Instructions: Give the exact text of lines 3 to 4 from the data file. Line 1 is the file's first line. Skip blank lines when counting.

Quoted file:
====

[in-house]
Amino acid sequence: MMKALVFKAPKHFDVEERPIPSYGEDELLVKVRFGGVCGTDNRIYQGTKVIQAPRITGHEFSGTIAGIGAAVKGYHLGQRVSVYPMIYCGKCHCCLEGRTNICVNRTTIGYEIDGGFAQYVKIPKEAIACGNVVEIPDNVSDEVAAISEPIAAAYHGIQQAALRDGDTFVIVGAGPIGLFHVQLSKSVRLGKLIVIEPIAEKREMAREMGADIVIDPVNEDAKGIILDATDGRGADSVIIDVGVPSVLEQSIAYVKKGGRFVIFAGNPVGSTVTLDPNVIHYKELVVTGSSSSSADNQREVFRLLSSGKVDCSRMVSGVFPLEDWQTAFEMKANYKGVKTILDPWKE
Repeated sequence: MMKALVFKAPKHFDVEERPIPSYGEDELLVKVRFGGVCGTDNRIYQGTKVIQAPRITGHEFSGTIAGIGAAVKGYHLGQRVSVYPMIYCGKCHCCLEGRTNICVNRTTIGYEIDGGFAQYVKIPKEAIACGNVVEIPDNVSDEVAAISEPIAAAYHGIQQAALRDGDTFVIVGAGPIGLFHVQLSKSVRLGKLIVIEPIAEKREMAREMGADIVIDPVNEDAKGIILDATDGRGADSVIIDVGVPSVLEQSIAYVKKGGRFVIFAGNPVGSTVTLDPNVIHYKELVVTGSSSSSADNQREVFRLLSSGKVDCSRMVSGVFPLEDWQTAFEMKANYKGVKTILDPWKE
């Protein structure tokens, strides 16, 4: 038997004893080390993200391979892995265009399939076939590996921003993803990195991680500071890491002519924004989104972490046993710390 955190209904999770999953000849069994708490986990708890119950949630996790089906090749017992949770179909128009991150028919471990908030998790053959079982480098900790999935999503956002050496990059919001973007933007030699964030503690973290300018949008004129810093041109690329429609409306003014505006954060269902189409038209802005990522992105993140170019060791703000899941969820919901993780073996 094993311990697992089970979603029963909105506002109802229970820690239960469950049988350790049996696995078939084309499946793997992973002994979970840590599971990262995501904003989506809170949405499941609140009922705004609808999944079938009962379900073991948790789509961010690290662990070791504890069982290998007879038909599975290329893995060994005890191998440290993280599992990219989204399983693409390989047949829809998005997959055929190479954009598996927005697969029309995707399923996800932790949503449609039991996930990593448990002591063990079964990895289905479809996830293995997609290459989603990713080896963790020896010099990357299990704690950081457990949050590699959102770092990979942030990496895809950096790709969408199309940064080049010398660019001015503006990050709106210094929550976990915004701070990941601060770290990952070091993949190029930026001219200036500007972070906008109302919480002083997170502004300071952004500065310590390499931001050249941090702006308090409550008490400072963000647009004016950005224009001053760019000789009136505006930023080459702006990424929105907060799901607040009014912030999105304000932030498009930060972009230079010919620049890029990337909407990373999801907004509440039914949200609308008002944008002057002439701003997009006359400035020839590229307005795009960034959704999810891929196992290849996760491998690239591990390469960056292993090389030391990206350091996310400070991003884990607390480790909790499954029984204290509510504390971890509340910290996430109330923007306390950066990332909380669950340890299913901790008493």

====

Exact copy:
Repeated sequence: MMKALVFKAPKHFDVEERPIPSYGEDELLVKVRFGGVCGTDNRIYQGTKVIQAPRITGHEFSGTIAGIGAAVKGYHLGQRVSVYPMIYCGKCHCCLEGRTNICVNRTTIGYEIDGGFAQYVKIPKEAIACGNVVEIPDNVSDEVAAISEPIAAAYHGIQQAALRDGDTFVIVGAGPIGLFHVQLSKSVRLGKLIVIEPIAEKREMAREMGADIVIDPVNEDAKGIILDATDGRGADSVIIDVGVPSVLEQSIAYVKKGGRFVIFAGNPVGSTVTLDPNVIHYKELVVTGSSSSSADNQREVFRLLSSGKVDCSRMVSGVFPLEDWQTAFEMKANYKGVKTILDPWKE
């Protein structure tokens, strides 16, 4: 038997004893080390993200391979892995265009399939076939590996921003993803990195991680500071890491002519924004989104972490046993710390 955190209904999770999953000849069994708490986990708890119950949630996790089906090749017992949770179909128009991150028919471990908030998790053959079982480098900790999935999503956002050496990059919001973007933007030699964030503690973290300018949008004129810093041109690329429609409306003014505006954060269902189409038209802005990522992105993140170019060791703000899941969820919901993780073996 094993311990697992089970979603029963909105506002109802229970820690239960469950049988350790049996696995078939084309499946793997992973002994979970840590599971990262995501904003989506809170949405499941609140009922705004609808999944079938009962379900073991948790789509961010690290662990070791504890069982290998007879038909599975290329893995060994005890191998440290993280599992990219989204399983693409390989047949829809998005997959055929190479954009598996927005697969029309995707399923996800932790949503449609039991996930990593448990002591063990079964990895289905479809996830293995997609290459989603990713080896963790020896010099990357299990704690950081457990949050590699959102770092990979942030990496895809950096790709969408199309940064080049010398660019001015503006990050709106210094929550976990915004701070990941601060770290990952070091993949190029930026001219200036500007972070906008109302919480002083997170502004300071952004500065310590390499931001050249941090702006308090409550008490400072963000647009004016950005224009001053760019000789009136505006930023080459702006990424929105907060799901607040009014912030999105304000932030498009930060972009230079010919620049890029990337909407990373999801907004509440039914949200609308008002944008002057002439701003997009006359400035020839590229307005795009960034959704999810891929196992290849996760491998690239591990390469960056292993090389030391990206350091996310400070991003884990607390480790909790499954029984204290509510504390971890509340910290996430109330923007306390950066990332909380669950340890299913901790008493």